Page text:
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Bantam chickens

Everything you need to know about bantam chickens

We love bantams. So what do you need to know about these cute little chooks?

What are bantam chickens?

Bantam chickens or bantams, as they are commonly known, are simply small breed chickens. They can be up to one half of the size of a standard chicken breed, and even smaller when compared to a larger breed such as a Sussex.

Types of bantam chicken

There are three broad types of bantam chickens, and then almost as many different bantam breeds as larger chicken breeds!

True bantams are breeds that only exist in bantam form, like Sebright chickens.

Miniturised bantams, on the other hand, are a smaller version of a larger chicken breed. Many common chicken breeds are available as a miniturised bantam, such as bantam leghorns and bantam Australorps.

The other type of bantam is a developed breed, which is often created by mixing chicken breeds. Pekin and Japanese bantams are technically developed breeds.

Bantam chicken breeds

There are many bantam breeds available, all with different characteristics. We love all of them, but considering the characteristics will help you decide if the breed is right for you.

Silkies

Silkies are probably the most common bantam breed in Australia. But did you know that they aren’t true bantams and that full sized silkies are also available?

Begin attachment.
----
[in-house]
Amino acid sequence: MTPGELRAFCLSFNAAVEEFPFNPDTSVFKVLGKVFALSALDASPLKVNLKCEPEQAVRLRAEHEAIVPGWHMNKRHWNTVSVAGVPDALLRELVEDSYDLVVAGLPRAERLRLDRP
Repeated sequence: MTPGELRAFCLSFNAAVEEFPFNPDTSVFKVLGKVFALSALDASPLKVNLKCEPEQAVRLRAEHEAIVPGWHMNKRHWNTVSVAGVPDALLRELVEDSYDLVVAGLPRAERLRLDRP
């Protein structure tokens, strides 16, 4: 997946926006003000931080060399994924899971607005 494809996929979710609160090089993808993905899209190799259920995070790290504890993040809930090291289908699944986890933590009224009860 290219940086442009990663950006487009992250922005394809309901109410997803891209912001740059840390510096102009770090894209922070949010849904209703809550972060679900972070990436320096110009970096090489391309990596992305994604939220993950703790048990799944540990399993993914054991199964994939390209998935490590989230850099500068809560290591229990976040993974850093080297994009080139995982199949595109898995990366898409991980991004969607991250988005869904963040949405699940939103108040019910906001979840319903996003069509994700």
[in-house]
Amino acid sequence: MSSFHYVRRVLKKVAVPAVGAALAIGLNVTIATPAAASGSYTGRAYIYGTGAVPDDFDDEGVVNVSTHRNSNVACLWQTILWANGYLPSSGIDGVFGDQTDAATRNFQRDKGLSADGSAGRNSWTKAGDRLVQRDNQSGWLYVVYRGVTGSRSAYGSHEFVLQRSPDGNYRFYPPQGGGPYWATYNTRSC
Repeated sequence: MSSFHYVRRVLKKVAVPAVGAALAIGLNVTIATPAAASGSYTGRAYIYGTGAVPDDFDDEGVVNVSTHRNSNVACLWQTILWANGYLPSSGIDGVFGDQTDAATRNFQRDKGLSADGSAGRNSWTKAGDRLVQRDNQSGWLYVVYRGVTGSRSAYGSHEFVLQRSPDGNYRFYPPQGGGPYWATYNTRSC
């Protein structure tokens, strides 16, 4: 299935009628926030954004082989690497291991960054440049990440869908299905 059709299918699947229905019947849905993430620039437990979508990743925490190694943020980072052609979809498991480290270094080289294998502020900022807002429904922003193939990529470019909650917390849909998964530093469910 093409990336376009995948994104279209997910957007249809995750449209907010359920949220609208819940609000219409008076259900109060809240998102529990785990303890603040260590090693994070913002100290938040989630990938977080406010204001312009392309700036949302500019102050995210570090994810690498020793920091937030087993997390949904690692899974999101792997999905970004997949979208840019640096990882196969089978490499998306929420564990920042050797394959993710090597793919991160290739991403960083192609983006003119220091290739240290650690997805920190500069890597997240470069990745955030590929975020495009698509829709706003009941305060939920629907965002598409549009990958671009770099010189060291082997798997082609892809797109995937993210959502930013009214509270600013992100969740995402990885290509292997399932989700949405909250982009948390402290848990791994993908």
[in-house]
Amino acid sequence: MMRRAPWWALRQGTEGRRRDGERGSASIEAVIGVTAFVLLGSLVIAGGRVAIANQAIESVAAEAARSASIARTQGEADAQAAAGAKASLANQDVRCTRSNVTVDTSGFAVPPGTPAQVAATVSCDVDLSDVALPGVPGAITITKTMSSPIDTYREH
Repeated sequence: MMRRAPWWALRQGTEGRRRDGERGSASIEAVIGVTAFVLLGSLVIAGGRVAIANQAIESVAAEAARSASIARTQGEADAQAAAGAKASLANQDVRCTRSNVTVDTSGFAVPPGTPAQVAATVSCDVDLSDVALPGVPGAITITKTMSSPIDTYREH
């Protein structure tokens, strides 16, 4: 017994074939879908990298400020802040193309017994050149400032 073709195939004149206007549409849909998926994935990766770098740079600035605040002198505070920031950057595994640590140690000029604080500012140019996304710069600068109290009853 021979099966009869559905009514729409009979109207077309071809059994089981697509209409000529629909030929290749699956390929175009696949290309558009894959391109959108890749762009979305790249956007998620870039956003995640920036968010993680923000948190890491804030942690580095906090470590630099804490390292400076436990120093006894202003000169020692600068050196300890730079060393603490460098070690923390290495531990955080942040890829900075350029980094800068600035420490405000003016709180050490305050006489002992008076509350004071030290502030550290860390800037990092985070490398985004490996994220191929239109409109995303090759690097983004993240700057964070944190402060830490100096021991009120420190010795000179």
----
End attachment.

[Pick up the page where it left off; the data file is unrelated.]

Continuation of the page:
Silkies are super friendly and make great pets, especially for kids. They are perfect for suburban backyards. Silkies are also excellent mothers and are often used to hatch eggs from less maternal chicken breeds.

However, don’t choose Silkies if eggs are your goal, as they only lay around 120 eggs per year. Silkies also require good shelter in wet weather as, unlike normal chickens, their fluffy feathers aren’t waterproof.

Pekin bantams or cochin bantams

These true bantams are great for small yards. They don’t need much space and don’t fly well, so are unlikely to roam. Some people also say Pekins do less damage to gardens than other breeds.

Pekins are similar to Silkies in that they need shelter from rain and lay only 120-140 eggs per year.

Sebrights

Sebrights are one of the prettiest chickens and a true bantam. They are good layers, producing over 140 eggs per year.

Unlike some bantam breeds, Sebrights fly well and are very active, so they are not recommended for small coops or yards.